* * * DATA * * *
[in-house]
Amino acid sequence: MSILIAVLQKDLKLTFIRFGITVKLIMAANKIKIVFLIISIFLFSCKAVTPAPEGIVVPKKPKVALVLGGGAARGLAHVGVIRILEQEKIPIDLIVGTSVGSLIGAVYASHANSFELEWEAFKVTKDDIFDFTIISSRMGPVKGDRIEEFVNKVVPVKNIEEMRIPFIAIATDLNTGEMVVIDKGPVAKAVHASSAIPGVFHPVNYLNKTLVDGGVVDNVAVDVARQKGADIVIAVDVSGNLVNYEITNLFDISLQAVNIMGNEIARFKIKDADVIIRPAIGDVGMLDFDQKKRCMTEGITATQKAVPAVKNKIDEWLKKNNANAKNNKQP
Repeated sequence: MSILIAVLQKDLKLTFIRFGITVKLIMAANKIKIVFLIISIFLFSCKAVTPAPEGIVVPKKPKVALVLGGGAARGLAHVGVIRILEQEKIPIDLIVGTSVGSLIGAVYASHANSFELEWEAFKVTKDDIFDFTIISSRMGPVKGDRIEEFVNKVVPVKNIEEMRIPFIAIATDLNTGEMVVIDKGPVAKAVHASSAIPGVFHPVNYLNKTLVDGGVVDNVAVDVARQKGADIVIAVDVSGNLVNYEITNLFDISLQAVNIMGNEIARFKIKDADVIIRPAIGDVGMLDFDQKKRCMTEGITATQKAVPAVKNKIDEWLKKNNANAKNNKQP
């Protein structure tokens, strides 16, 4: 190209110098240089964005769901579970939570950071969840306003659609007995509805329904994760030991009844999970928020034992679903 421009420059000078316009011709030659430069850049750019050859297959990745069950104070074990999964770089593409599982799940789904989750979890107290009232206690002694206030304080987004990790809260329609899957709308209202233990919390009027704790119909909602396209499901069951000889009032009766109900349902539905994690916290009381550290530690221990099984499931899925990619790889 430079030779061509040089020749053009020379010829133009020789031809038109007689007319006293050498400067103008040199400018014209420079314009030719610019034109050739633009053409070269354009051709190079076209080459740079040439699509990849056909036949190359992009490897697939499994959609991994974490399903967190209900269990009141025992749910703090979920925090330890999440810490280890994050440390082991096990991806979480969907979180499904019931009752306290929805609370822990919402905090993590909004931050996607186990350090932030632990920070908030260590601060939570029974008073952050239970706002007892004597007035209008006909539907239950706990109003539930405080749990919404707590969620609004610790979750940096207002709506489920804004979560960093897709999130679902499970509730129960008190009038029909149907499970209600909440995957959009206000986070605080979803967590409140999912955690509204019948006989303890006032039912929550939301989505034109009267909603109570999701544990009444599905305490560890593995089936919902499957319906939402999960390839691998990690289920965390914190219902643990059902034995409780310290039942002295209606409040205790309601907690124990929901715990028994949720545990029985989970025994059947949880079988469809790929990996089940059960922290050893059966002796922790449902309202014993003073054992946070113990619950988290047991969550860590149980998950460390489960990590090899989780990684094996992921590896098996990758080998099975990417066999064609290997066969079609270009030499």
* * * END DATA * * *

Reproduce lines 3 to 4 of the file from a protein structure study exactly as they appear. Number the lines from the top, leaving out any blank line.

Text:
Repeated sequence: MSILIAVLQKDLKLTFIRFGITVKLIMAANKIKIVFLIISIFLFSCKAVTPAPEGIVVPKKPKVALVLGGGAARGLAHVGVIRILEQEKIPIDLIVGTSVGSLIGAVYASHANSFELEWEAFKVTKDDIFDFTIISSRMGPVKGDRIEEFVNKVVPVKNIEEMRIPFIAIATDLNTGEMVVIDKGPVAKAVHASSAIPGVFHPVNYLNKTLVDGGVVDNVAVDVARQKGADIVIAVDVSGNLVNYEITNLFDISLQAVNIMGNEIARFKIKDADVIIRPAIGDVGMLDFDQKKRCMTEGITATQKAVPAVKNKIDEWLKKNNANAKNNKQP
């Protein structure tokens, strides 16, 4: 190209110098240089964005769901579970939570950071969840306003659609007995509805329904994760030991009844999970928020034992679903 421009420059000078316009011709030659430069850049750019050859297959990745069950104070074990999964770089593409599982799940789904989750979890107290009232206690002694206030304080987004990790809260329609899957709308209202233990919390009027704790119909909602396209499901069951000889009032009766109900349902539905994690916290009381550290530690221990099984499931899925990619790889 430079030779061509040089020749053009020379010829133009020789031809038109007689007319006293050498400067103008040199400018014209420079314009030719610019034109050739633009053409070269354009051709190079076209080459740079040439699509990849056909036949190359992009490897697939499994959609991994974490399903967190209900269990009141025992749910703090979920925090330890999440810490280890994050440390082991096990991806979480969907979180499904019931009752306290929805609370822990919402905090993590909004931050996607186990350090932030632990920070908030260590601060939570029974008073952050239970706002007892004597007035209008006909539907239950706990109003539930405080749990919404707590969620609004610790979750940096207002709506489920804004979560960093897709999130679902499970509730129960008190009038029909149907499970209600909440995957959009206000986070605080979803967590409140999912955690509204019948006989303890006032039912929550939301989505034109009267909603109570999701544990009444599905305490560890593995089936919902499957319906939402999960390839691998990690289920965390914190219902643990059902034995409780310290039942002295209606409040205790309601907690124990929901715990028994949720545990029985989970025994059947949880079988469809790929990996089940059960922290050893059966002796922790449902309202014993003073054992946070113990619950988290047991969550860590149980998950460390489960990590090899989780990684094996992921590896098996990758080998099975990417066999064609290997066969079609270009030499």